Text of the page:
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Watch 2022 online sermons » John Bradshaw » John Bradshaw - Grateful

John Bradshaw - Grateful


John Bradshaw - Grateful
John Bradshaw - Grateful
TOPICS: Gratitude, Thankfulness

This is It Is Written. I'm John Bradshaw. Thanks for joining me. "It has pleased Almighty God to prolong our national life another year, defending us with His guardian care against unfriendly designs from abroad, and vouchsafing to us in His mercy many and signal victories over the enemy, who is of our own household. It has also pleased our Heavenly Father to favor as well our citizens in their homes as our soldiers in their camps, and our sailors on the rivers and seas, with unusual health. He has largely augmented our free population by emancipation and by immigration, while He has opened to us new sources of wealth, and has crowned the labor of our working men in every department of industry with abundant rewards".

Isn't that something? That's not the kind of language that you hear today. This was part of a declaration written by President Abraham Lincoln. It was issued on October the 20th, 1864. And it went on to say, "Now, therefore, I, Abraham Lincoln, President of the United States, do hereby appoint and set apart the last Thursday in November next as a day which I desire to be observed by all my fellow-citizens, wherever they may then be, as a day of thanksgiving and praise to Almighty God, the beneficent Creator and Ruler of the Universe. And I do further recommend to my fellow, citizens aforesaid, that, on that occasion, they do reverently humble themselves in the dust, and from thence offer up penitent and fervent prayers and supplications to the Great Disposer of events for a return of the inestimable blessings of peace, union, and harmony throughout the land which it has pleased Him to assign as a dwelling-place for ourselves and for our posterity throughout all generations".

This was the president of the United States of America urging citizens to "reverently humble themselves in the dust, and... offer up penitent and fervent prayers and supplications" to God, or, in this case, "the Great Disposer of events". And that's how Thanksgiving was born. Of course, the story goes back much further. The Pilgrims arrived in this land in 1620, landing at Plymouth Rock, according to the historical accounts, and quickly encountering serious challenges. Forty-five of the 102 people who arrived on the Mayflower died in the winter of 1620-1621. Becoming established in the New World was extraordinarily difficult. It was brutally cold. Disease took a terrible toll. They didn't have nearly enough supplies.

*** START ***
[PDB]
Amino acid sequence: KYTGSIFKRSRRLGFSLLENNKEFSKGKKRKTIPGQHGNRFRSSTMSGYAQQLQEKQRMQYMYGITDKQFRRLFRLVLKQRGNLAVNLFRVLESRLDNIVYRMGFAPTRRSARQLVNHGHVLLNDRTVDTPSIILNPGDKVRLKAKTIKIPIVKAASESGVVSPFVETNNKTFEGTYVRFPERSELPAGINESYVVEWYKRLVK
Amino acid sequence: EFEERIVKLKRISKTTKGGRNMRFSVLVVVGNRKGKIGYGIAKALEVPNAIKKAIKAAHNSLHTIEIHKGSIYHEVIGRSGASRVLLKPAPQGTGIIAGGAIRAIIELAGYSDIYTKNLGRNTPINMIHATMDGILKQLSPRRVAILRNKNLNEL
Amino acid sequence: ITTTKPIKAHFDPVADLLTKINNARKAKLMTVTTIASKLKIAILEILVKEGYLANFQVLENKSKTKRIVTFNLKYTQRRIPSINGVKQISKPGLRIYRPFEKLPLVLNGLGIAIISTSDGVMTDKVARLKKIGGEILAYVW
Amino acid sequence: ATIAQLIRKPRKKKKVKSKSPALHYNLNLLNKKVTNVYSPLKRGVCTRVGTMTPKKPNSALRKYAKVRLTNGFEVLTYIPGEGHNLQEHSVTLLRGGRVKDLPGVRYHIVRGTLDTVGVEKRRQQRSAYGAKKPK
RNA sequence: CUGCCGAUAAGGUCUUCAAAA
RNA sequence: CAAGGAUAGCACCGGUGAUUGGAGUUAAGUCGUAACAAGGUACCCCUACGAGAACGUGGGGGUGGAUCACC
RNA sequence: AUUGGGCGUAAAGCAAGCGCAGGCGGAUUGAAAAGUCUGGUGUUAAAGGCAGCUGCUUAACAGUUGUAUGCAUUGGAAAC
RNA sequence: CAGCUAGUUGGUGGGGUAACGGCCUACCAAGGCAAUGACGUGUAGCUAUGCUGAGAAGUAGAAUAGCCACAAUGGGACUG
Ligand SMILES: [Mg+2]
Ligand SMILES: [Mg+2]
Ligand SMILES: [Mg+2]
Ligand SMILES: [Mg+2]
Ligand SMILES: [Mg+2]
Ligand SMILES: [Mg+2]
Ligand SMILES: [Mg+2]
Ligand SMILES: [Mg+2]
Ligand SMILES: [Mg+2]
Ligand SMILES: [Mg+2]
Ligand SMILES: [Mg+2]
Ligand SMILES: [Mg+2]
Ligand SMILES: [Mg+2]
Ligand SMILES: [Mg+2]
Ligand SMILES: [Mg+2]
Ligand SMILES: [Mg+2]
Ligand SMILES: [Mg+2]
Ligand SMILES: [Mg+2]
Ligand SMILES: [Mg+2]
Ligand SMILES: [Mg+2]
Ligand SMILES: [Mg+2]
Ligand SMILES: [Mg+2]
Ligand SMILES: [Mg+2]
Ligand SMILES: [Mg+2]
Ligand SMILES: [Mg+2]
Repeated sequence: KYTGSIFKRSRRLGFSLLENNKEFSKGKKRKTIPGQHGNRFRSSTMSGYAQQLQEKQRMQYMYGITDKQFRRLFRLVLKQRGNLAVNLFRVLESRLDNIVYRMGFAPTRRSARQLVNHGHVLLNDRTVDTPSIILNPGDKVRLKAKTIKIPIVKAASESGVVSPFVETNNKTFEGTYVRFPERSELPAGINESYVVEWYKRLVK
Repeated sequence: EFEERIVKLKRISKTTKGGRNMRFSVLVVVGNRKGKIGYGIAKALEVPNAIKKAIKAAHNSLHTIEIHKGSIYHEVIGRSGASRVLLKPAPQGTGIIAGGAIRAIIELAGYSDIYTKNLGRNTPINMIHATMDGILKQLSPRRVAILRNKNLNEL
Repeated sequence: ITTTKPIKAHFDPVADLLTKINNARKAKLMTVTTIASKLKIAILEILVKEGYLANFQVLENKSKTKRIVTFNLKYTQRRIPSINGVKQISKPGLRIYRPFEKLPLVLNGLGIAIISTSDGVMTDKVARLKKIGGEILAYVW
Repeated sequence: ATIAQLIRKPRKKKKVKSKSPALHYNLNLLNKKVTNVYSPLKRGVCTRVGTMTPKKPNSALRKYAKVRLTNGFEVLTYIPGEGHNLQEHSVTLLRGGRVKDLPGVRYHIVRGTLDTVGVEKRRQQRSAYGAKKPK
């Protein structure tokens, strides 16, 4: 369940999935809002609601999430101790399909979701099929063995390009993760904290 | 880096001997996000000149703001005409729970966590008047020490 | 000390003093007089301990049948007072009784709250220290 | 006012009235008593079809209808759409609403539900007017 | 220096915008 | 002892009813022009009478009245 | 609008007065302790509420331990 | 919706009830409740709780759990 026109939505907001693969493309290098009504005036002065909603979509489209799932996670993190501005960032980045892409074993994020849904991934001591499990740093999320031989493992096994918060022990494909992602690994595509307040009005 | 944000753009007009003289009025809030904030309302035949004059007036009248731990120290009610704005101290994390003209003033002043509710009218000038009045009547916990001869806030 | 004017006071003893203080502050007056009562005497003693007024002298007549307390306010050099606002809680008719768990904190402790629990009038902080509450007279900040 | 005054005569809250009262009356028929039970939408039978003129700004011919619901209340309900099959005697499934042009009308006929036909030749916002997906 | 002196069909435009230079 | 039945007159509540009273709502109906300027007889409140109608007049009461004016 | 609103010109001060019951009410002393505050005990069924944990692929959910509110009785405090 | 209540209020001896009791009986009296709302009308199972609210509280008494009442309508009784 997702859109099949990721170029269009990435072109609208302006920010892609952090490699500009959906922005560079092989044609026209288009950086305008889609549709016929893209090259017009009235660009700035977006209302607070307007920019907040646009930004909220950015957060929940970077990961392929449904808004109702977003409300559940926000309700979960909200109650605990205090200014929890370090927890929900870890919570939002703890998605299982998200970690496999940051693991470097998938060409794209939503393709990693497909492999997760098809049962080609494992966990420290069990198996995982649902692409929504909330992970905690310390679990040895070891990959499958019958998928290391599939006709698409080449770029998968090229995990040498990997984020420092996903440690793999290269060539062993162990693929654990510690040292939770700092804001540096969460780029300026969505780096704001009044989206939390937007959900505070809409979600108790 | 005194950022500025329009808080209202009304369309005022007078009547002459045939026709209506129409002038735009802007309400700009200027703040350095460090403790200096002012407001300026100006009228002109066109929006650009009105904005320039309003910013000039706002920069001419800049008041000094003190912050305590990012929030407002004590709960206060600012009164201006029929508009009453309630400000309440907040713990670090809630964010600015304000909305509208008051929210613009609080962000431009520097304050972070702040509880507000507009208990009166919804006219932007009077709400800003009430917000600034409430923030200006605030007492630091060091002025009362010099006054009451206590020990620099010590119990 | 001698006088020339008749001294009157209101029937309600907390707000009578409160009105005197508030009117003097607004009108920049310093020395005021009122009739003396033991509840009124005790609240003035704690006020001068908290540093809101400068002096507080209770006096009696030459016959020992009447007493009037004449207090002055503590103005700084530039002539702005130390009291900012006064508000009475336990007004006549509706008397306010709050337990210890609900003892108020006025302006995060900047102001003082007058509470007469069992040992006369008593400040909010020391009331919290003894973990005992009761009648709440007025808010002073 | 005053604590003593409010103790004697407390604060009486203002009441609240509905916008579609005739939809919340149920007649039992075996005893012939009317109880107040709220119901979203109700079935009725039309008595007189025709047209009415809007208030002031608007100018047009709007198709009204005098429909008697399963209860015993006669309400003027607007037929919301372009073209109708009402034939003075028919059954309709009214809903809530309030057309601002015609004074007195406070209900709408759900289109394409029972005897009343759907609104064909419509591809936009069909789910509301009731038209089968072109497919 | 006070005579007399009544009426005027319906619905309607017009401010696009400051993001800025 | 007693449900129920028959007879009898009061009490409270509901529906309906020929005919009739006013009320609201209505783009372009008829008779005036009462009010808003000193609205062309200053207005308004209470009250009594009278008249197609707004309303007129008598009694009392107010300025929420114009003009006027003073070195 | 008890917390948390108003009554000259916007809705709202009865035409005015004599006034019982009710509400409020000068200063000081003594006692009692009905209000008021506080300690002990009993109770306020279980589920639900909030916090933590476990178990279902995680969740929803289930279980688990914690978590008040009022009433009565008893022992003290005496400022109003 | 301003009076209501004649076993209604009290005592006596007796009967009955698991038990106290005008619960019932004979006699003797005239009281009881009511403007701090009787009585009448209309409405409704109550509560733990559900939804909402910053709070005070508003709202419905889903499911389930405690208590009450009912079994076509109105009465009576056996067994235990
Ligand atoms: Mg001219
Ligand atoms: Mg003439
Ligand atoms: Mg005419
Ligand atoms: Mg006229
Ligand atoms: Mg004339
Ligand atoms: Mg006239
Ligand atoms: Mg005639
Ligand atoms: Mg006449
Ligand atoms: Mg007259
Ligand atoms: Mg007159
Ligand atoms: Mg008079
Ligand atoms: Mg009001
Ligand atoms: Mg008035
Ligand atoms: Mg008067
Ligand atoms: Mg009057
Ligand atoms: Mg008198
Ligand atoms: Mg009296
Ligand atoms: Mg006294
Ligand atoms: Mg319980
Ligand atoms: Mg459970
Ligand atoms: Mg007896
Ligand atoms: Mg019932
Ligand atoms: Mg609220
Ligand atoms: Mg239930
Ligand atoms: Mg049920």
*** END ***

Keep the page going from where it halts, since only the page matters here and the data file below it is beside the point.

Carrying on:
William Bradford, the leader of the Plymouth Colony, wrote, "The dangers were great, but not desperate; the difficulties were many, but not invincible". That was a very optimistic viewpoint and offered by one who had survived the hardships. You can understand why the Plymouth colonists celebrated after their first harvest in 1621. God had graciously saved them and provided for them. They looked to God as the Giver of all good gifts, understanding what James wrote when he said, "Every good gift and every perfect gift is from above, and comes down from the Father of lights, with whom there is no variation or shadow of turning". That's James 1:17.

It was more than 200 years after what we might call that first Thanksgiving that Thanksgiving was officially recognized. It's now celebrated in the United States every year, initially a time of devotion to God, but now really a family event, which certainly isn't all bad. Family, food, a day off work for most, and that's Thanksgiving. The Canadian version also started as an expression of thanksgiving to God. So what are you thankful for? Really thankful for? If I were to share with you what I'm thankful for this Thanksgiving, I'd have to start by saying I'm thankful for God, for family, for you, and for freedom. Let's walk through some of that. Many of the Pilgrims who came to this country were in search of religious freedom. Mind you, once they got here, they weren't especially gracious about extending that religious freedom to others.